A consequence of the housing melt down since 2007 has been the abandonment of hundreds of thousands of home, hundreds of thousands of which have had to be demolished. Almost half of the construction debris when a two-thousand-square foot house is torn down can be salvaged and reused, and there’s a ready market for what’s obtained through salvage operations.
Why, after all, pay full price, particularly when prices of lumber and building materials are going up as the economies of China and India gobble up building supplies and materials? This is one way globalization is creating markets—many people can economize in building an addition or a home. They get materials and objects with histories!
You can take advantage of this opportunity by eliminating the one potential problem with salvage—people want the treasures that can be unearthed from older homes and buildings but are reluctant or unable to go to the effort to get the items they want. That’s what makes architectural salvage a business!
You can turn these desires into a livelihood from the two hundred thousand homes and commercial buildings demolished each year in the United States. There are a couple of directions you can go to make a living from architectural salvage. The major considerations are the amount of time and money you’re prepared to invest. You can have a sideline business salvaging and selling what you acquire to other businesses. Or if you would really like to make this exciting and rewarding and build a bigger business, you can open a store yourself.
Either way, architectural salvage can be satisfying and even fun. This is a field populated by the self-employed and very small businesses, according to Brad Guy, ,president of the Building Materials Reuse Association. He observes, “People do this because they love it; it’s very visceral.”
Let’s say that you have the time and start-up money to start your own architectural salvage center, a fairly fancy name for something that’s essentially just a vintage clothing store, but with home supplies. An architectural salvage center, such as the Re Stores in Bellingham and Seattle, Washington (www.re-store.org), is a warehouse that buys and sells building parts salvaged from demolished or remodeled structures. The centers can be small or large; major ones can be real warehouses, with huge stocks and a large number of employees, but others are more like your ordinary antiques store. These centers purchase chandeliers, fili-greed doorknobs, kitchen cabinets, bathroom fixtures, ceramic tile, bricks, door moldings, and doors, just to name a few categories, and then resell them. In every case, these items cost far less than equivalent things today, but they cost even less for the center to purchase, allowing everyone to win!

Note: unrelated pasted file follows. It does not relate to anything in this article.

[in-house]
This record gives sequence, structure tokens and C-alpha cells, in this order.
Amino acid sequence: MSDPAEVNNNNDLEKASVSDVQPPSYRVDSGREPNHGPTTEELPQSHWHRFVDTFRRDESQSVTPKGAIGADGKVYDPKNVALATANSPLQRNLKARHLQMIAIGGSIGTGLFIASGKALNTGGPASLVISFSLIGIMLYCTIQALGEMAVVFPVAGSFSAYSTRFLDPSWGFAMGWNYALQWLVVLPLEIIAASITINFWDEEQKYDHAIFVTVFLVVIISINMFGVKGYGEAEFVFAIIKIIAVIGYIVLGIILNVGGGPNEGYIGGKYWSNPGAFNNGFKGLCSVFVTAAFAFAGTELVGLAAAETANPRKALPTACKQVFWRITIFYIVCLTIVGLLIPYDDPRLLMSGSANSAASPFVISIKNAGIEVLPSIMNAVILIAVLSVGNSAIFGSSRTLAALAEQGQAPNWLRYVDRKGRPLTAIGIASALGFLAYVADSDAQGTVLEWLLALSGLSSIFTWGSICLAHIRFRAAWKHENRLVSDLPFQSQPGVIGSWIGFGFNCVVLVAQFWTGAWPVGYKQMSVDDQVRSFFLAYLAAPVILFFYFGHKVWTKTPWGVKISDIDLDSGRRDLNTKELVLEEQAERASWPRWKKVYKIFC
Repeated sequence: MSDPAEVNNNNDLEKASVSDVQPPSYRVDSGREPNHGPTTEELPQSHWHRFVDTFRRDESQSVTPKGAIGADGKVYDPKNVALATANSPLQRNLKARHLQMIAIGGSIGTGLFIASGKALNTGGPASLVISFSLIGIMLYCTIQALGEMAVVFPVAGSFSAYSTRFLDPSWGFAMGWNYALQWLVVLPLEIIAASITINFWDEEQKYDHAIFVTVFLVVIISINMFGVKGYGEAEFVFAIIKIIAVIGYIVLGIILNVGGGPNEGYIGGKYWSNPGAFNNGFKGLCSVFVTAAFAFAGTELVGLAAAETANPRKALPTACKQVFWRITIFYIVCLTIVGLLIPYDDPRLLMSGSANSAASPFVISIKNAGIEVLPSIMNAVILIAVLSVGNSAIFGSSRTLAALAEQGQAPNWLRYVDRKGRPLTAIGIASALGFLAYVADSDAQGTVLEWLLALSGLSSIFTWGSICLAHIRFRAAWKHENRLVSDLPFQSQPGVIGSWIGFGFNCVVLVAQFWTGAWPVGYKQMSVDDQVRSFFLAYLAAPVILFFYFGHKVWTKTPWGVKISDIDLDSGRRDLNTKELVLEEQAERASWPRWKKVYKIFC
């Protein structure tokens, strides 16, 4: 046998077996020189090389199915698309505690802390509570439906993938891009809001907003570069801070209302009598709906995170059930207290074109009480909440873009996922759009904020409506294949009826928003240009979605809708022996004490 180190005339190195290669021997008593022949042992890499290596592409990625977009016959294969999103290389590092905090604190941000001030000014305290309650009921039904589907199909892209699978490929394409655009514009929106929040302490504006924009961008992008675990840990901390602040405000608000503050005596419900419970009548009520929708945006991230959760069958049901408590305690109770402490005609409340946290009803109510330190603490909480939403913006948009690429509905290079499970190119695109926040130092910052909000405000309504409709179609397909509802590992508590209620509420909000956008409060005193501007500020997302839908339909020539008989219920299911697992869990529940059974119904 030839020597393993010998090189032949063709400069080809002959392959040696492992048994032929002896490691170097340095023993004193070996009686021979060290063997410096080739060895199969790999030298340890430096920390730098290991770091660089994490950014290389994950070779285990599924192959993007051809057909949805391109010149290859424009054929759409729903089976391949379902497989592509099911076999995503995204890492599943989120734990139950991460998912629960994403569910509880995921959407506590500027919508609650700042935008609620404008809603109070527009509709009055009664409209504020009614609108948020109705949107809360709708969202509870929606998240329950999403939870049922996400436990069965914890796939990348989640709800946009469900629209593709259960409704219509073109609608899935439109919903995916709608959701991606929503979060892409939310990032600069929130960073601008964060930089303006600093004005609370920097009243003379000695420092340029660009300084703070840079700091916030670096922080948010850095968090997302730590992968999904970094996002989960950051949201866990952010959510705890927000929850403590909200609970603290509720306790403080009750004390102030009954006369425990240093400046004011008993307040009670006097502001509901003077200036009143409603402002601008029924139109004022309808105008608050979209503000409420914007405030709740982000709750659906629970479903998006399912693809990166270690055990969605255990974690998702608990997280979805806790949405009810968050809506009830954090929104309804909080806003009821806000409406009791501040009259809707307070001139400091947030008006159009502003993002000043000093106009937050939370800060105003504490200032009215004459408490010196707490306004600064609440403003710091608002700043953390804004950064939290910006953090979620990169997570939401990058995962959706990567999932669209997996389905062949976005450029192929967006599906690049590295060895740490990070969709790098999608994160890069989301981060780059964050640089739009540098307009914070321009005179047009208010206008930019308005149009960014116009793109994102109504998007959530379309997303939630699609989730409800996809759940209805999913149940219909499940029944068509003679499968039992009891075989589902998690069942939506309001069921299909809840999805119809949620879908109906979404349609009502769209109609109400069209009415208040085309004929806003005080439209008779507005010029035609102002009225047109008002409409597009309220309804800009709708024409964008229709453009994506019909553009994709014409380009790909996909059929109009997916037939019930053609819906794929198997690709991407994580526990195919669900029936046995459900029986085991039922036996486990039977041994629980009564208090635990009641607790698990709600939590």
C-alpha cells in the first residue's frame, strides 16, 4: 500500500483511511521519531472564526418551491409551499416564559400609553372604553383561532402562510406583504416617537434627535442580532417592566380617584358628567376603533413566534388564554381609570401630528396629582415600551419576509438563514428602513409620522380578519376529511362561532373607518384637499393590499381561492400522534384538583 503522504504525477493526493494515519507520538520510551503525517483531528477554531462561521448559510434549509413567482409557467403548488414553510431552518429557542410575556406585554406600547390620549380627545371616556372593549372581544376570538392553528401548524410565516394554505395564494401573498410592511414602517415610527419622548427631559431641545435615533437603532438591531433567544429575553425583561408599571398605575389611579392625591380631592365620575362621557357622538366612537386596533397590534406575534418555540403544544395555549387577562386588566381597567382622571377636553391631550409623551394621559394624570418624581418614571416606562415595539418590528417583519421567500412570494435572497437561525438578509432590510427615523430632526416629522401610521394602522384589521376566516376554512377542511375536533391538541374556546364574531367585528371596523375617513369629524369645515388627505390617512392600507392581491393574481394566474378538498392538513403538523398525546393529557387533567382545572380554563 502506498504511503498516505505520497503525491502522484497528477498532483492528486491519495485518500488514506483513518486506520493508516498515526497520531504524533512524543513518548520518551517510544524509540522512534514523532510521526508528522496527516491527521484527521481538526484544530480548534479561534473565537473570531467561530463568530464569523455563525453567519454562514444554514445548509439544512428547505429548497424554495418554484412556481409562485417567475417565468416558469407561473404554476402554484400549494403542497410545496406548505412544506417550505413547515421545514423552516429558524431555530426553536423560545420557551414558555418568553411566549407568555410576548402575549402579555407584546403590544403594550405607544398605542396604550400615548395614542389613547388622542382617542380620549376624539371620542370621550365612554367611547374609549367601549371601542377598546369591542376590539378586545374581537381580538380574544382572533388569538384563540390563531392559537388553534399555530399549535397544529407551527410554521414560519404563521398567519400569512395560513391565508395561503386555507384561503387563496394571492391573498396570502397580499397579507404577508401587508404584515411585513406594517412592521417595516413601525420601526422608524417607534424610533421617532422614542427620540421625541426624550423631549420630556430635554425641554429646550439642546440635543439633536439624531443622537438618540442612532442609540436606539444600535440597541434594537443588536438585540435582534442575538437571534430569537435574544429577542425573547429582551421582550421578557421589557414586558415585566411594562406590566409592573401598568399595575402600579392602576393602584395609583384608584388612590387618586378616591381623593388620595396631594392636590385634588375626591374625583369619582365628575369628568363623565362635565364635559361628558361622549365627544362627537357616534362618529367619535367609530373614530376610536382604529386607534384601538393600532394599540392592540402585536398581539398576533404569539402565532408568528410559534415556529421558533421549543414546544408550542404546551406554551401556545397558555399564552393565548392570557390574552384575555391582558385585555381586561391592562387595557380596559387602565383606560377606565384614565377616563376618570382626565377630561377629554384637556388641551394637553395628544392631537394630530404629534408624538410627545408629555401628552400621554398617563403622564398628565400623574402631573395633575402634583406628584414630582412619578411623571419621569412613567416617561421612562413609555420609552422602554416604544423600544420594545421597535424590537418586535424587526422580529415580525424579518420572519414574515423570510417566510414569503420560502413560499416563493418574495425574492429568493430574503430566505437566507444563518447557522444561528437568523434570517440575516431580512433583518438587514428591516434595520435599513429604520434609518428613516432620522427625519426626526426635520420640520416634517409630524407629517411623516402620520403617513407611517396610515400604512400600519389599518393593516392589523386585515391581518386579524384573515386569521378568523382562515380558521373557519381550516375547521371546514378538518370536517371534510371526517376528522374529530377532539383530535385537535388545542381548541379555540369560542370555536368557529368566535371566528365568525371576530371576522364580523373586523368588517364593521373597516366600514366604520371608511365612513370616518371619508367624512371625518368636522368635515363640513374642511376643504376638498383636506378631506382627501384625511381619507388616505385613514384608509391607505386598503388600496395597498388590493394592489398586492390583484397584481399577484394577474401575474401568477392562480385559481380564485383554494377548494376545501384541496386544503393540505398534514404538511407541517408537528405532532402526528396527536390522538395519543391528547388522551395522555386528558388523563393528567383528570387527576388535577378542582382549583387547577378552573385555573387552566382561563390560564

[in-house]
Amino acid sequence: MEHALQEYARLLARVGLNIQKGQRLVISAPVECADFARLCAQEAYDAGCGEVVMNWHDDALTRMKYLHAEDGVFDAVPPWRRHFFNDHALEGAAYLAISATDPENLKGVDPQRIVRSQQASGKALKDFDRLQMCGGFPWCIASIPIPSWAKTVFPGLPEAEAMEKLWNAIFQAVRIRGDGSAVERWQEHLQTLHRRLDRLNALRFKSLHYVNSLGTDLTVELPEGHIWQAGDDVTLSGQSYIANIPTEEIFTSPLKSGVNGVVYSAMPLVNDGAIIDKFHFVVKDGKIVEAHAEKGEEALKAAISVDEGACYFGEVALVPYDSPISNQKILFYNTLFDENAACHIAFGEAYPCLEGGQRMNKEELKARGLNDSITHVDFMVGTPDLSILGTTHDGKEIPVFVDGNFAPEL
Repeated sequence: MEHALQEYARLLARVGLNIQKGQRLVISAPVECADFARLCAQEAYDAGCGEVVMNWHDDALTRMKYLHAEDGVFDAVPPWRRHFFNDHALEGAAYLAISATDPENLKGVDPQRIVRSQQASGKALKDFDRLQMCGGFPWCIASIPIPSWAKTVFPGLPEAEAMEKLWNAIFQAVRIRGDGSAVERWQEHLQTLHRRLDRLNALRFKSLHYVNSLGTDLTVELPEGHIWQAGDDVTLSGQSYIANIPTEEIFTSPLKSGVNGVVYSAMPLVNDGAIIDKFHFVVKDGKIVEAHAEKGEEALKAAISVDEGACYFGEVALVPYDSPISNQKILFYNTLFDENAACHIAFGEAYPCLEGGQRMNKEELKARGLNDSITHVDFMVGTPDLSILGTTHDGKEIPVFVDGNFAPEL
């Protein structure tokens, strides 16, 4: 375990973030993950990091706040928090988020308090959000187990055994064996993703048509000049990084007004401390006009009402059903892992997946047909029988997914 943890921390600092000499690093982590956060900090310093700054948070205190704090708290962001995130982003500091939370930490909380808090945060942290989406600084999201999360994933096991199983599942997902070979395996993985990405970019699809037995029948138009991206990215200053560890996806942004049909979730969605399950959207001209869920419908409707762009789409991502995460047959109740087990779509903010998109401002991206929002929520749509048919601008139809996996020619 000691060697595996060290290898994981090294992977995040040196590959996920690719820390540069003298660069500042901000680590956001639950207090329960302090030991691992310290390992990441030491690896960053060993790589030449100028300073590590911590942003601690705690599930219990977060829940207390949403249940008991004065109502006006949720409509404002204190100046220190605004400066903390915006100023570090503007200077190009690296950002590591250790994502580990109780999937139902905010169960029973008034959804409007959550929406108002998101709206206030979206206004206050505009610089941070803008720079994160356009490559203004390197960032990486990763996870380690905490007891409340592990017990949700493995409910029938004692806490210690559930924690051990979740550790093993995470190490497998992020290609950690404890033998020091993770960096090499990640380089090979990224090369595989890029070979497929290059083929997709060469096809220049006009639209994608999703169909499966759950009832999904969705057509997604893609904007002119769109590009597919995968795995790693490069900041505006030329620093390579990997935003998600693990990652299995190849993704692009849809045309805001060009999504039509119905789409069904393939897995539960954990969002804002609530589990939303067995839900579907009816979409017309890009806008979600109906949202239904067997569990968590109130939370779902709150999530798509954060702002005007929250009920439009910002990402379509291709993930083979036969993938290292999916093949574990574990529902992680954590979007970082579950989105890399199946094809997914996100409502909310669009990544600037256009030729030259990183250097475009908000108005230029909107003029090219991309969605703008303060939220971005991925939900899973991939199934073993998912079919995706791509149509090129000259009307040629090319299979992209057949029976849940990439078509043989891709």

As in any antique store, there is a wide range of different kinds of settings. Some salvage warehouses resemble junkyards with broken windows and rust-stained sinks piled in untidy heaps. Others are more like museums with artful displays of architectural treasures. Some of the types of items that can be salvaged and resold include:
- architectural elements from homes and commercial buildings
- bathroom fixtures
- bricks, ceramic tiles
- building and construction materials
- doors, windows, doorknobs, and hinges
- flooring and baseboards, kitchen cabinets and knobs/cabinet pulls
- lighting fixtures
- molding and trim piping
If you don’t want the intensity and expense of having a store, you can still have a fun and profitable career in architectural salvage. As we’ve just described, architectural salvage centers and warehouses depend on people to sell them a wide variety of items, which they can then resell to homeowners and decorators. You can have a lot of fun being a “freelance” supplier to the salvage centers and selling items that justify shipping cost from a web site, on eBay, Craig’s List, etsy.com and Pinterest.com—and support yourself at the same time.
The best way to figure out how (and where) best to make great finds is probably to go to a salvage center and ask. (A link to help you find centers near you follows.) You can also browse the net for “used building materials” or “demolition contractors,” and it may also be a good idea to contact a local historical preservation society that might know of buildings or houses being renovated.
Related to being a freelance salvager but unlawful in some places is “dumpster diving.” You can learn more about dumpster diving on the Web at which provides a message board, and www.dumpsterdiving.meetup .com, which lists groups of trash aficionados.
For an initial free consultation to explore this or another sustainable livelihood that bests suits your personality and your community, contact me.
Comments on the substance of the blogs are welcome. If you have other questions, please contact me directly for a consulting appointment.